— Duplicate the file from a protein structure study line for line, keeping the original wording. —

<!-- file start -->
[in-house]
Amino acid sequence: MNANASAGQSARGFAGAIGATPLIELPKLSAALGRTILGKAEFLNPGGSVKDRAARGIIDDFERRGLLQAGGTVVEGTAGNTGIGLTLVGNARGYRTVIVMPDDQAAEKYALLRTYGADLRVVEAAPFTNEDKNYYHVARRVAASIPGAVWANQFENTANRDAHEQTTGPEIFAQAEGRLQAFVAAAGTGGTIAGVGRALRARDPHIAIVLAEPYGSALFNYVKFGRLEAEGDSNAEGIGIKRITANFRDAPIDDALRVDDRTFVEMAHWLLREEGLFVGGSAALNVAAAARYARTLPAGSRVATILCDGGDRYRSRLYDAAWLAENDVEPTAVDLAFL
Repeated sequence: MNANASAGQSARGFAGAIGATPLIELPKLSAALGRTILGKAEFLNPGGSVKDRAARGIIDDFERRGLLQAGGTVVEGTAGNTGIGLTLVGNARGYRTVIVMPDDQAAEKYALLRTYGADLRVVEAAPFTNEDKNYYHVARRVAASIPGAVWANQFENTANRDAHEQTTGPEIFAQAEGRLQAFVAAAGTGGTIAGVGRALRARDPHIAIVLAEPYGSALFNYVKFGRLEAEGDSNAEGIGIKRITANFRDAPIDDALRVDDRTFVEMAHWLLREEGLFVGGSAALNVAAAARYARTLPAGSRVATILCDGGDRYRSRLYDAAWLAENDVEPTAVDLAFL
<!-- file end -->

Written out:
[in-house]
Amino acid sequence: MNANASAGQSARGFAGAIGATPLIELPKLSAALGRTILGKAEFLNPGGSVKDRAARGIIDDFERRGLLQAGGTVVEGTAGNTGIGLTLVGNARGYRTVIVMPDDQAAEKYALLRTYGADLRVVEAAPFTNEDKNYYHVARRVAASIPGAVWANQFENTANRDAHEQTTGPEIFAQAEGRLQAFVAAAGTGGTIAGVGRALRARDPHIAIVLAEPYGSALFNYVKFGRLEAEGDSNAEGIGIKRITANFRDAPIDDALRVDDRTFVEMAHWLLREEGLFVGGSAALNVAAAARYARTLPAGSRVATILCDGGDRYRSRLYDAAWLAENDVEPTAVDLAFL
Repeated sequence: MNANASAGQSARGFAGAIGATPLIELPKLSAALGRTILGKAEFLNPGGSVKDRAARGIIDDFERRGLLQAGGTVVEGTAGNTGIGLTLVGNARGYRTVIVMPDDQAAEKYALLRTYGADLRVVEAAPFTNEDKNYYHVARRVAASIPGAVWANQFENTANRDAHEQTTGPEIFAQAEGRLQAFVAAAGTGGTIAGVGRALRARDPHIAIVLAEPYGSALFNYVKFGRLEAEGDSNAEGIGIKRITANFRDAPIDDALRVDDRTFVEMAHWLLREEGLFVGGSAALNVAAAARYARTLPAGSRVATILCDGGDRYRSRLYDAAWLAENDVEPTAVDLAFL